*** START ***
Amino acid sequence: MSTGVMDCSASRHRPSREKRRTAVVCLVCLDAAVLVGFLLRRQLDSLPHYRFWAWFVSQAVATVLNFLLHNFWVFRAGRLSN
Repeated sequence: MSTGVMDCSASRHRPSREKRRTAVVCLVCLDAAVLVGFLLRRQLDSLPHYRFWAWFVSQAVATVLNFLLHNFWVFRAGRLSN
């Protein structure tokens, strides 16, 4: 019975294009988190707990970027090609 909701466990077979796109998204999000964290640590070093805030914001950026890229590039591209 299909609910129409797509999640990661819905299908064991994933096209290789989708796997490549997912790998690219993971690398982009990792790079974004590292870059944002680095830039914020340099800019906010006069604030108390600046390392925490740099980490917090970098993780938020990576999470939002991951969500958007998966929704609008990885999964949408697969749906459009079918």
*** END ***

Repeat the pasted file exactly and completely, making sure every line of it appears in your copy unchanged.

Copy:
Amino acid sequence: MSTGVMDCSASRHRPSREKRRTAVVCLVCLDAAVLVGFLLRRQLDSLPHYRFWAWFVSQAVATVLNFLLHNFWVFRAGRLSN
Repeated sequence: MSTGVMDCSASRHRPSREKRRTAVVCLVCLDAAVLVGFLLRRQLDSLPHYRFWAWFVSQAVATVLNFLLHNFWVFRAGRLSN
């Protein structure tokens, strides 16, 4: 019975294009988190707990970027090609 909701466990077979796109998204999000964290640590070093805030914001950026890229590039591209 299909609910129409797509999640990661819905299908064991994933096209290789989708796997490549997912790998690219993971690398982009990792790079974004590292870059944002680095830039914020340099800019906010006069604030108390600046390392925490740099980490917090970098993780938020990576999470939002991951969500958007998966929704609008990885999964949408697969749906459009079918």